9 Grammatical Pitfalls


[wurk-pleys] /ˈwɜrkˈpleɪs/
a person's place of employment.
any or all places where people are employed:
a bill to set safety standards for the workplace.
Origin of workplace
1820-30; work + place Unabridged
Based on the Random House Dictionary, © Random House, Inc. 2015.
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Examples from the web for workplace
  • There were burrowing owls living on the outskirts of my workplace property.
  • Some guayaberas are casual, but others can be extremely formal, fit for the workplace or even a wedding.
  • Newspapers printed articles and letters about anti-white discrimination in the workplace.
  • Whichever system he thought of-by workplace, by floor or seat number-seemed to favor some people over others.
  • Forty years ago, a workplace meeting was a discussion with your immediate colleagues.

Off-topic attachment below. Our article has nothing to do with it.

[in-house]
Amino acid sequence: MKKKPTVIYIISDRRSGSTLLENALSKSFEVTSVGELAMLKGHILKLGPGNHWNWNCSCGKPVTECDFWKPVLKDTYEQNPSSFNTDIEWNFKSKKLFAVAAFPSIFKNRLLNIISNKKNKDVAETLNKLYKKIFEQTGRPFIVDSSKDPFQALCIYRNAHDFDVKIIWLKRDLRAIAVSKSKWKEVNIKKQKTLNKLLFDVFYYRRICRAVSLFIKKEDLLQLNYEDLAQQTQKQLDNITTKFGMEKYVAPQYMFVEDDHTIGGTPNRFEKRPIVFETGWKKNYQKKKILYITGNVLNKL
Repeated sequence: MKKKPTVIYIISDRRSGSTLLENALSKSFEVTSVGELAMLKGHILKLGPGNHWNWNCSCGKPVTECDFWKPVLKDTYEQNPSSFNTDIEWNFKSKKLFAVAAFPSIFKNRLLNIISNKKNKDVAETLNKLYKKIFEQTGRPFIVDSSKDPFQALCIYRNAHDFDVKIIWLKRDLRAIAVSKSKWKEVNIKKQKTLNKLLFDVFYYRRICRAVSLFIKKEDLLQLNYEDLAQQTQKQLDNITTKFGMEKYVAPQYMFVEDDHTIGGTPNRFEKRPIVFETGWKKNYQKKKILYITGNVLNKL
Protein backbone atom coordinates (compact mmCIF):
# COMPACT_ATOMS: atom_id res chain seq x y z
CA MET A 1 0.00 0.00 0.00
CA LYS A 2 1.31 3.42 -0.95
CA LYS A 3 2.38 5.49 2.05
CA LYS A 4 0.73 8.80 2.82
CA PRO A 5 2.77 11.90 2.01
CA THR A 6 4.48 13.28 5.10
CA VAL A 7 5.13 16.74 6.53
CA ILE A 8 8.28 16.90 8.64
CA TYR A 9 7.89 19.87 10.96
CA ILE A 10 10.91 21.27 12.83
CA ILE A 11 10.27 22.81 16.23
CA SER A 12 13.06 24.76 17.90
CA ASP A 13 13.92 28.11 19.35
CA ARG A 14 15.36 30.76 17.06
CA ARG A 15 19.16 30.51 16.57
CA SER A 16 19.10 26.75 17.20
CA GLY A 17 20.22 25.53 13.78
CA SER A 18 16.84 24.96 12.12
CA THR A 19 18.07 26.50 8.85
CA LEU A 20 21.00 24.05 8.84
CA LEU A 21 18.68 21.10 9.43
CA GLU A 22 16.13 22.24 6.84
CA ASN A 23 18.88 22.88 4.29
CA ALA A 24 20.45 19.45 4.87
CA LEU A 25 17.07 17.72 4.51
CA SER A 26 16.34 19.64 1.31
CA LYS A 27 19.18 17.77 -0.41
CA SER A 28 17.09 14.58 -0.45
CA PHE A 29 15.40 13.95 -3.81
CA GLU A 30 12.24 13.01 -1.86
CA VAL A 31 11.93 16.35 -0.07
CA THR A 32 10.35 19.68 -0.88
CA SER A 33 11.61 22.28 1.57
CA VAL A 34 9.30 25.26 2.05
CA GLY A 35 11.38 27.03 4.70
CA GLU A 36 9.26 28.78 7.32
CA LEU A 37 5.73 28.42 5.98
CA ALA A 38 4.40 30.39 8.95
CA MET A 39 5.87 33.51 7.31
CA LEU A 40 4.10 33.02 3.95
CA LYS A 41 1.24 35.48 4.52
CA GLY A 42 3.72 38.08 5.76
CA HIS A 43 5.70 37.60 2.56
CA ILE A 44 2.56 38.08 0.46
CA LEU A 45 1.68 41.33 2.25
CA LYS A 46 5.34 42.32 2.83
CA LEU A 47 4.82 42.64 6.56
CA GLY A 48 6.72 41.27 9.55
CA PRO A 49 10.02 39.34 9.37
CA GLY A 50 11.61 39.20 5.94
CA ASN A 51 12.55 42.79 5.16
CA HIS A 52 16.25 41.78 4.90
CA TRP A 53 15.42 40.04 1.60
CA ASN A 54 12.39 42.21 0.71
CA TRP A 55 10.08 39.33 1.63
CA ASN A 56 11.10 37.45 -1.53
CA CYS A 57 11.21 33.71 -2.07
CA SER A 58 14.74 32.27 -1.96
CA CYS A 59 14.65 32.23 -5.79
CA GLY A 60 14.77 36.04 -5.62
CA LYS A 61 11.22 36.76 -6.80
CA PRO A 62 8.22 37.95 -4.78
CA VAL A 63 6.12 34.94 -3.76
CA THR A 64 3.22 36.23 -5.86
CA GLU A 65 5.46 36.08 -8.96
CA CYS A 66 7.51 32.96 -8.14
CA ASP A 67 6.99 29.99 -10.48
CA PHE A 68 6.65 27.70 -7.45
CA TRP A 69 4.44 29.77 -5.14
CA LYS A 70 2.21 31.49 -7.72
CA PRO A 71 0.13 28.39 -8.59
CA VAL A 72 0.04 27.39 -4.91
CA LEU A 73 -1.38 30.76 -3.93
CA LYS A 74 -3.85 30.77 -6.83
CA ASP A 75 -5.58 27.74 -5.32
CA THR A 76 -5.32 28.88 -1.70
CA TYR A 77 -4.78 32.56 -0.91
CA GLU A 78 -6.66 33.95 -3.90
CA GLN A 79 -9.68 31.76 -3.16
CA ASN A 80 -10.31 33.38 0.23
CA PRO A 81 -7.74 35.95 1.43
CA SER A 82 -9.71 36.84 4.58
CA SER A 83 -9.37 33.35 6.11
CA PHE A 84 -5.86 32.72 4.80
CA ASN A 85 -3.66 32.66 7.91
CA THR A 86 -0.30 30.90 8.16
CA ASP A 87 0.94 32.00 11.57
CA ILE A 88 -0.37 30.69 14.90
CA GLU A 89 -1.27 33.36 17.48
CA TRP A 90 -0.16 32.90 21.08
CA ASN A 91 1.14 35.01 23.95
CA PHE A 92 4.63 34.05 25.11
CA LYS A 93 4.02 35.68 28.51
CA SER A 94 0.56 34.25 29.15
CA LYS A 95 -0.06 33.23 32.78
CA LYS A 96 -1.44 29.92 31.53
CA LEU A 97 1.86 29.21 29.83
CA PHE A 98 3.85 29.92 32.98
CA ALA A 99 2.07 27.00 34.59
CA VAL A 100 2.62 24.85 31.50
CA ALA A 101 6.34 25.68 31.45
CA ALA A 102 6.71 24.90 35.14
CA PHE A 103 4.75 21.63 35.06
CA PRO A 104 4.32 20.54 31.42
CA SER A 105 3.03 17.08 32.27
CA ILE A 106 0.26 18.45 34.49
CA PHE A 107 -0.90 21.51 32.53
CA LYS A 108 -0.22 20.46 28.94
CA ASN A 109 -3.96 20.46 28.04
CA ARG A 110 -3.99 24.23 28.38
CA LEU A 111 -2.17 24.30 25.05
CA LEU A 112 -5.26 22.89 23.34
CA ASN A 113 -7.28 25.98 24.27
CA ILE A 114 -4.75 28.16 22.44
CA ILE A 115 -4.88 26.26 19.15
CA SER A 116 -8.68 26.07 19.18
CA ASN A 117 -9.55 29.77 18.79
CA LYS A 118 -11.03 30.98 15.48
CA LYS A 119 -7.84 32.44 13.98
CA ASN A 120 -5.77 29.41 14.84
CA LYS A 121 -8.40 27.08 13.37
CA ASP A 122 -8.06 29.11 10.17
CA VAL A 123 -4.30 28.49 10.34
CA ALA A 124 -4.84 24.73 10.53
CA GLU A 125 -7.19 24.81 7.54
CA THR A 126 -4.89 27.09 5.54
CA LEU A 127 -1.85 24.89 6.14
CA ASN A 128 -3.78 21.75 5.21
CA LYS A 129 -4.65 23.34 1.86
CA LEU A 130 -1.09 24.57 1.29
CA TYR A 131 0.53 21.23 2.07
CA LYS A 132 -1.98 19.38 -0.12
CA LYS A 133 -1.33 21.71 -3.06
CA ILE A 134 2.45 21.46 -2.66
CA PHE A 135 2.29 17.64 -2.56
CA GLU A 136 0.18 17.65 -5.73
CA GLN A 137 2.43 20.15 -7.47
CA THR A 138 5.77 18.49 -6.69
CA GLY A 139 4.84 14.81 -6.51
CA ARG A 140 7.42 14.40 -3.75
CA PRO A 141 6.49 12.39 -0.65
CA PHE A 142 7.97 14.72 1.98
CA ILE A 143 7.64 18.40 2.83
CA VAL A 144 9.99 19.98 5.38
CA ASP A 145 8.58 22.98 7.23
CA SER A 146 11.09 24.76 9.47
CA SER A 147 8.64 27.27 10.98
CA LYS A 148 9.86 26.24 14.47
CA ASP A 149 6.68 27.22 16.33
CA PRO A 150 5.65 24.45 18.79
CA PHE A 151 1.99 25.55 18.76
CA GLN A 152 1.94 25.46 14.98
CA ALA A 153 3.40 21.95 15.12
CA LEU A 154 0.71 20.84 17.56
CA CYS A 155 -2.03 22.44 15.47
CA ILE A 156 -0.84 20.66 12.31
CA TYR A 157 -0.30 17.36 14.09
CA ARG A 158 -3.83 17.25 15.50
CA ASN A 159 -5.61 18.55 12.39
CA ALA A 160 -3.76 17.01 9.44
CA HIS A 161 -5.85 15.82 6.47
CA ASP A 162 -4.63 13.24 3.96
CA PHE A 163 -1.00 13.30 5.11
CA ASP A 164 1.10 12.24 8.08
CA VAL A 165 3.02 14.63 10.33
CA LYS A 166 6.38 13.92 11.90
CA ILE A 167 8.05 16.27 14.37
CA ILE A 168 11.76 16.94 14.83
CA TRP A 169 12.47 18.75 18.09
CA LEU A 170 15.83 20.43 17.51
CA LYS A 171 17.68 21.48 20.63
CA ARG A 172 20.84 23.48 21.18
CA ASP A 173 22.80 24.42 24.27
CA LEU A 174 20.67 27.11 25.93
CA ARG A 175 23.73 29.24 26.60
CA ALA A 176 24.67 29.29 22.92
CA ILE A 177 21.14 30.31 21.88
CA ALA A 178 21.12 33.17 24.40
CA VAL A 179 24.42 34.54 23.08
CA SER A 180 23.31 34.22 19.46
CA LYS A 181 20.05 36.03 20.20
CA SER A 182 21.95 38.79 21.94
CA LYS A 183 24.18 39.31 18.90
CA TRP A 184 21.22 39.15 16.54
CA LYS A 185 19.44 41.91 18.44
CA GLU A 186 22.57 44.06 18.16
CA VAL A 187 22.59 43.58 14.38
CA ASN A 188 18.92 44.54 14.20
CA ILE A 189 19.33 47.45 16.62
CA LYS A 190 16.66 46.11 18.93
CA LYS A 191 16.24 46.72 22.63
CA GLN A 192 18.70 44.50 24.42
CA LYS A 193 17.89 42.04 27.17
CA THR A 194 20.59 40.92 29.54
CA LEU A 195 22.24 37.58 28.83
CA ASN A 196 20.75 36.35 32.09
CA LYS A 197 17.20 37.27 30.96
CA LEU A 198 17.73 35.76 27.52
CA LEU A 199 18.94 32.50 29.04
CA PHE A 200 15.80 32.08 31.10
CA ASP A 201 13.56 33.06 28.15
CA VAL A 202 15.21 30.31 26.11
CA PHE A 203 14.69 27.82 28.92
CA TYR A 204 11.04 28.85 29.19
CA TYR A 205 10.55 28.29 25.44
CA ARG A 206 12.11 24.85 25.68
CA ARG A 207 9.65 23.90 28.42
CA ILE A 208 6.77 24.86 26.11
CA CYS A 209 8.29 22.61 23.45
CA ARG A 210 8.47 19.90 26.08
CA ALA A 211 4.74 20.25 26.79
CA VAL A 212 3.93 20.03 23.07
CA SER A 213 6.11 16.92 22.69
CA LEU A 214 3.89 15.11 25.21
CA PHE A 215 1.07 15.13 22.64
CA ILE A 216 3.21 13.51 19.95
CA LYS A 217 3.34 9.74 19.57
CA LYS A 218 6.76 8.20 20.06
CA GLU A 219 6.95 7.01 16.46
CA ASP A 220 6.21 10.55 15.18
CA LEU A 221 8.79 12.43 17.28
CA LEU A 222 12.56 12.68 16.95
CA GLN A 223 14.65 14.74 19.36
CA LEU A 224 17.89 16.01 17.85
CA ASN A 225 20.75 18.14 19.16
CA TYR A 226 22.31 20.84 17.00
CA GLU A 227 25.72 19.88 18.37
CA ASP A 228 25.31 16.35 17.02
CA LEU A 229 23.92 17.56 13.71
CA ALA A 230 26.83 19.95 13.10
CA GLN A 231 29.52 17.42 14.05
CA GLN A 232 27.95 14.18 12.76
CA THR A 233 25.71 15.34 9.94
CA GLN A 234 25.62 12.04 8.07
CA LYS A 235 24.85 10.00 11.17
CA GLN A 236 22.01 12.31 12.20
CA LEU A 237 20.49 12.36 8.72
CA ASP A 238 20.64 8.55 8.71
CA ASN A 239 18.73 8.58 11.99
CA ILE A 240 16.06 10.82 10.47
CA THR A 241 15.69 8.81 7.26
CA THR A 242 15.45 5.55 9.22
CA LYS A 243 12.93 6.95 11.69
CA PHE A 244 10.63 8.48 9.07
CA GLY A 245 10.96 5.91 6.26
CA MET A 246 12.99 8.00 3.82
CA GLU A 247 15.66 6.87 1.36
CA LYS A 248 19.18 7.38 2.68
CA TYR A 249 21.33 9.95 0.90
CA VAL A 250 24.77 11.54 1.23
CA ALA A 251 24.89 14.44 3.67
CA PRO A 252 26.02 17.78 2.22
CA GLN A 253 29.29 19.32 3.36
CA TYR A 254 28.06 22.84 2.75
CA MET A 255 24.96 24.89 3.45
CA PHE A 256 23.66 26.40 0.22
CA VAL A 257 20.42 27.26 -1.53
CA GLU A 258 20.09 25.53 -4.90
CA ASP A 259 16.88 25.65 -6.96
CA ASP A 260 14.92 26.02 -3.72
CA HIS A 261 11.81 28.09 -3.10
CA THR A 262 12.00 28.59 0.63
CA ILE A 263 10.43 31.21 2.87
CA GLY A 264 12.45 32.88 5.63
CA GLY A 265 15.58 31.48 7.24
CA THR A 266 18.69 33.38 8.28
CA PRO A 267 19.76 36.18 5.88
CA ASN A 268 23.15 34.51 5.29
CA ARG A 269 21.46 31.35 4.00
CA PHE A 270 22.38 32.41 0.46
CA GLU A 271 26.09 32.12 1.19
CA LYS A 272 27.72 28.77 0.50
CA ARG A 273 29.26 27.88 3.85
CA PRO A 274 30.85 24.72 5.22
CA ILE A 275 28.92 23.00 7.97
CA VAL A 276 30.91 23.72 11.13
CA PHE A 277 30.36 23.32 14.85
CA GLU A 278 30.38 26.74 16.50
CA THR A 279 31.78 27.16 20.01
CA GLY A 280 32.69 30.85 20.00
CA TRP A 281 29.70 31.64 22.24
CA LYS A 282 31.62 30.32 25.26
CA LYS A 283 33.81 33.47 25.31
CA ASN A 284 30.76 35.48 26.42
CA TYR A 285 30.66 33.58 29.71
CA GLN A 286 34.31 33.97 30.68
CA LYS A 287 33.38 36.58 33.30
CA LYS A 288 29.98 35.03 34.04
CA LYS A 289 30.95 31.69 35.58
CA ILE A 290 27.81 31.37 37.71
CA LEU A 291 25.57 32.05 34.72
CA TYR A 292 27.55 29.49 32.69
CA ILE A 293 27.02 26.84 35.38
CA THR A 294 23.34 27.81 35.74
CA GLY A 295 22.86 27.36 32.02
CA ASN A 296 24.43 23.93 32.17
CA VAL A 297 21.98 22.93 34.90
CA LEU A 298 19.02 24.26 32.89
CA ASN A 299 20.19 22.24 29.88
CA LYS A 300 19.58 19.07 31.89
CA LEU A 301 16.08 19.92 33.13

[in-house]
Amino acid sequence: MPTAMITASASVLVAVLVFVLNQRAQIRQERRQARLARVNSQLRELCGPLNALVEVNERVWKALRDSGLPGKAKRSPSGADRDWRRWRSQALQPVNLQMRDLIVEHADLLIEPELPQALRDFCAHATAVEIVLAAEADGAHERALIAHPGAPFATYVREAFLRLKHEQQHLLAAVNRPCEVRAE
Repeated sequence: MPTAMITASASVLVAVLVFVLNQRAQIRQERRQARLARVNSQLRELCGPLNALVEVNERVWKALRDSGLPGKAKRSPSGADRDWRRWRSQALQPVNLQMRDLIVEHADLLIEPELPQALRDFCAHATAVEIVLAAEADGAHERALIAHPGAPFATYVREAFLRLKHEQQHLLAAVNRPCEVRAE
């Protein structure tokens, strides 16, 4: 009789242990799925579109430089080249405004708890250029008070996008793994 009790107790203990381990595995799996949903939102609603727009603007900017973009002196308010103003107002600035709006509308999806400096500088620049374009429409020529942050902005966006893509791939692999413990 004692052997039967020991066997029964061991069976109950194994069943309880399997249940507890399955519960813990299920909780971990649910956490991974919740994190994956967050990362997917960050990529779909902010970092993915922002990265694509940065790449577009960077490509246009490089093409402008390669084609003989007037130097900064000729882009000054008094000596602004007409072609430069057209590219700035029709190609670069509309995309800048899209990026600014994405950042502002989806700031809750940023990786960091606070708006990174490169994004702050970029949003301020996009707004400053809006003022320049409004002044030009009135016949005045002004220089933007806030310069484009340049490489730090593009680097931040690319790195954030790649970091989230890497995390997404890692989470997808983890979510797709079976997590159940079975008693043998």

• The physical location of your home and your workplace are probably the biggest deciding factors in choosing a carrier.
  • And imagine the impact when full fluency hits the workplace, the shopping mall, the living room.
  • So, by definition, there can be no perfect workplace posture and no perfect chair.
  • The factory has now been replaced by the office as the principal workplace in developed countries.
  • Implementing new workplace policies can significantly reduce your office's paper use.
British Dictionary definitions for workplace


a place, such as a factory or office, where people work
Collins English Dictionary - Complete & Unabridged 2012 Digital Edition
© William Collins Sons & Co. Ltd. 1979, 1986 © HarperCollins
Publishers 1998, 2000, 2003, 2005, 2006, 2007, 2009, 2012
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Word Origin and History for workplace

1828, from work (n.) + place (n.).

Online Etymology Dictionary, © 2010 Douglas Harper
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